Ms. Donatella Frendo Dimech, Deputy Attorney General
Mr. Brian Borg, EU Affairs
Ministry for Energy and Health
Ms. Stephanie Xuereb, Chairperson of the Mount Carmel Psychiatric Hospital
Ministry for the Family and Social Solidarity
Ms. Carmen Buttigieg, Director Social Welfare Standards
Ms. Ruth Sciberras, Operations Director Appogg
Ms. Deborah Schembri, Chairperson of the Standing Committee on Social Affairs
Mr. Tonio Fenech, Chairperson of the Public Account Committee
Mr. Silvio Parnis, Chairperson of the Standing Committee on Consideration of Bills
National Preventive Mechanism
Board of Visitors of the Prison
Ms. Maria Cardona (Chairperson)
Mr. John Borg
Mr. Anton Grech
Mr. James Harrison
Mr. Mark Attard Montalto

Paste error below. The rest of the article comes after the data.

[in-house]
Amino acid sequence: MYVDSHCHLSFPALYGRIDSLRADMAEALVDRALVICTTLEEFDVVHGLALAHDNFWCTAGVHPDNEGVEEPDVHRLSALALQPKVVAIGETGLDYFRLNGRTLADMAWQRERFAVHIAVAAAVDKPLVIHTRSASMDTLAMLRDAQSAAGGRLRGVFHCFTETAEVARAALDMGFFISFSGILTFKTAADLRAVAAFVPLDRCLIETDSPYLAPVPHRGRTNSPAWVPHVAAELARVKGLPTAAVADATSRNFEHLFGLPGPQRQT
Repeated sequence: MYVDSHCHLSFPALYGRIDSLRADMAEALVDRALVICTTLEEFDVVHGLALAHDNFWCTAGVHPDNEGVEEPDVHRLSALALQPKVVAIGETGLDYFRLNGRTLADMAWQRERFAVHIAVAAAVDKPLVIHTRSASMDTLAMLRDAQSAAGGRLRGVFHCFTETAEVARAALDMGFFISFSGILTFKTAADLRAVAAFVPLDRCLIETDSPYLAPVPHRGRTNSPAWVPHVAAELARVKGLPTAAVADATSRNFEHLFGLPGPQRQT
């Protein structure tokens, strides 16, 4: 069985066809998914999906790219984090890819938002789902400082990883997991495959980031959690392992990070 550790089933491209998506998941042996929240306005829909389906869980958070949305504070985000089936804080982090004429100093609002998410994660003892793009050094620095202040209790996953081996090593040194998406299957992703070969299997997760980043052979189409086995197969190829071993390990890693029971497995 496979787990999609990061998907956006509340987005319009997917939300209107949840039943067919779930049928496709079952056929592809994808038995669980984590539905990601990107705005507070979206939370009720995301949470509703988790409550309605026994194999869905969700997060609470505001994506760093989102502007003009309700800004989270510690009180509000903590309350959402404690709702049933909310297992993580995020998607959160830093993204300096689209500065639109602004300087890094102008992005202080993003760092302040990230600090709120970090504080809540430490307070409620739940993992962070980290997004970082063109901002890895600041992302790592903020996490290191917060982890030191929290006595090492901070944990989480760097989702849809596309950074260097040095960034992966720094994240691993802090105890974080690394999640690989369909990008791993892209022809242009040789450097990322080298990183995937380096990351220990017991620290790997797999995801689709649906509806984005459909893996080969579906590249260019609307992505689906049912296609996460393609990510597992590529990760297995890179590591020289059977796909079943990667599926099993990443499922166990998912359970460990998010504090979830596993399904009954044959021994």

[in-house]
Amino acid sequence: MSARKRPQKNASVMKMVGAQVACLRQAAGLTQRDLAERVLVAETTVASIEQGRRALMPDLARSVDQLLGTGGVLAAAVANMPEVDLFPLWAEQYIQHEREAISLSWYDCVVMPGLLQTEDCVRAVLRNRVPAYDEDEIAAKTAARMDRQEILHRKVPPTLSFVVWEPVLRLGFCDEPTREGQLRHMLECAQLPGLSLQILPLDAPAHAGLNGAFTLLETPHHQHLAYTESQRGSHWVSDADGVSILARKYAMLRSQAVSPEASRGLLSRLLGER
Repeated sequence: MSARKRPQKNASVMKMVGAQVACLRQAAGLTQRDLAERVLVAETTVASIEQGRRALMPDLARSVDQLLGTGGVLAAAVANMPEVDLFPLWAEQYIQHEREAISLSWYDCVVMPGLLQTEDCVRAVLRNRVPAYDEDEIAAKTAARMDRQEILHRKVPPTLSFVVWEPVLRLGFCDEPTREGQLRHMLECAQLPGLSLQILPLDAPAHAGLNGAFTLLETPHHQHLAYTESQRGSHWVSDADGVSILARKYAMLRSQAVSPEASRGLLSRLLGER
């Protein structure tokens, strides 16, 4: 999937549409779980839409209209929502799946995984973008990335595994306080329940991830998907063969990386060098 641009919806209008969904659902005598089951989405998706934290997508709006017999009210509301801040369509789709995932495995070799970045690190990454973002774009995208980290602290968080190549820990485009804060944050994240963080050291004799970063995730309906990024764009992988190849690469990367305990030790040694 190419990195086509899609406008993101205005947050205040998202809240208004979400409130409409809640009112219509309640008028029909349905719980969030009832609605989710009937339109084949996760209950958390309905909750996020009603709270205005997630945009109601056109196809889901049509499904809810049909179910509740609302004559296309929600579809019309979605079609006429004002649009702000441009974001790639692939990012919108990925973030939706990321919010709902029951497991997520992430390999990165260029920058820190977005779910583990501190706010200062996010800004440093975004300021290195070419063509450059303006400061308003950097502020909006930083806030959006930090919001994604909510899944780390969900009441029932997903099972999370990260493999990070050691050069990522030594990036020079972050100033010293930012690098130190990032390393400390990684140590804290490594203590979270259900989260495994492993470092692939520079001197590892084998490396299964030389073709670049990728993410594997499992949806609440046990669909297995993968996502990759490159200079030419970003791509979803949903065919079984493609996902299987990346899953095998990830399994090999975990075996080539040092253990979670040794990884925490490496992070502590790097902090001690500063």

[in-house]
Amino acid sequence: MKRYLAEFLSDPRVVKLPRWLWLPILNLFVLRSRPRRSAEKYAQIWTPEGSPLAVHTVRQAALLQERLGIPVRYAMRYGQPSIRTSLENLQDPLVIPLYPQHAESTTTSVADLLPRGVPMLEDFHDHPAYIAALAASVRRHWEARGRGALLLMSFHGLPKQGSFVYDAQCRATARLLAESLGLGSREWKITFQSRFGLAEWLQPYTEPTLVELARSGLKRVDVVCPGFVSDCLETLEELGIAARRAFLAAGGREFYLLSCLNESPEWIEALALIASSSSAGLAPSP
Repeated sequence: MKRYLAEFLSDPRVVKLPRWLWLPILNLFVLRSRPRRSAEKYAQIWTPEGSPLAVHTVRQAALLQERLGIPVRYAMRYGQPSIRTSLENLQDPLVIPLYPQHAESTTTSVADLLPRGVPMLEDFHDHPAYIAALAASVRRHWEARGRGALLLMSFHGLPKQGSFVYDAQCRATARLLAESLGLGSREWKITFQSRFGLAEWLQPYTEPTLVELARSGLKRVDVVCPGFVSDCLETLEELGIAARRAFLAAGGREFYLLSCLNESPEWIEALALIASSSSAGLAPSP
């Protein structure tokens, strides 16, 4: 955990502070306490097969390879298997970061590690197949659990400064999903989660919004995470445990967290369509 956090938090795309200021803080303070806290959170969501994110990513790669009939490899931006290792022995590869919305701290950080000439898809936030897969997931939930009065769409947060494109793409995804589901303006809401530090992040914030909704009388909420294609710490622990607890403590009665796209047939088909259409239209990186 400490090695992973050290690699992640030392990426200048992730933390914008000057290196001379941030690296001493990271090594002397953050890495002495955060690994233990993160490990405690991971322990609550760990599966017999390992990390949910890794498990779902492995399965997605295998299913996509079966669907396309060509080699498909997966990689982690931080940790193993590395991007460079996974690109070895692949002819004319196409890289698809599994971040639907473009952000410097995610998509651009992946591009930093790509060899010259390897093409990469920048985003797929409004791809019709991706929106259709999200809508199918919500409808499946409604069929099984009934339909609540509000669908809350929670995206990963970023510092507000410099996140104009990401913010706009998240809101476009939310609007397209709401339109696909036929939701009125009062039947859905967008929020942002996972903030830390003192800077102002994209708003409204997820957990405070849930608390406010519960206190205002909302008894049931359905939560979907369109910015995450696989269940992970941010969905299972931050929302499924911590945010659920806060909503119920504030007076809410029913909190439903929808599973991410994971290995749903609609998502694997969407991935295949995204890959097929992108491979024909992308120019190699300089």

Mr. Martine Cassar
Fr. Dionysius Mintoff
Ms. Yvette Borg, LL.D
Ms. Mariette Borg
Board of Visitors for Detained persons
Ms. Mary Anne Agius (Chairperson)
Mr. Joseph Borg
Ms. Susan Mulvaney
Mr. Charles Micallef
The Parliamentary Ombudsman
Mr. Joseph Said Pullicino (the Parliamentary Ombudsman)
Mr. Brian Said, Senior Investigation Officer
Mr. Jurgen Cassar, Communications Officer
Public monitoring groups
Mr. John M. Cachi, Commissioner for Mental Health and Older Persons
Mr. Franco Depasquale, Chairperson of the Police Board
Ms. Helen D'Amato, the Commissioner for Children
Victim Support Malta
Jesuit Refugee Service (JRS Malta)
The United Nations High Commissioner for Refugees in Malta
List of places of deprivation of liberty jointly visited by the national preventive mechanisms and the Subcommittee on Prevention of Torture
Corradino Correctional Facility
Safi Detention Centre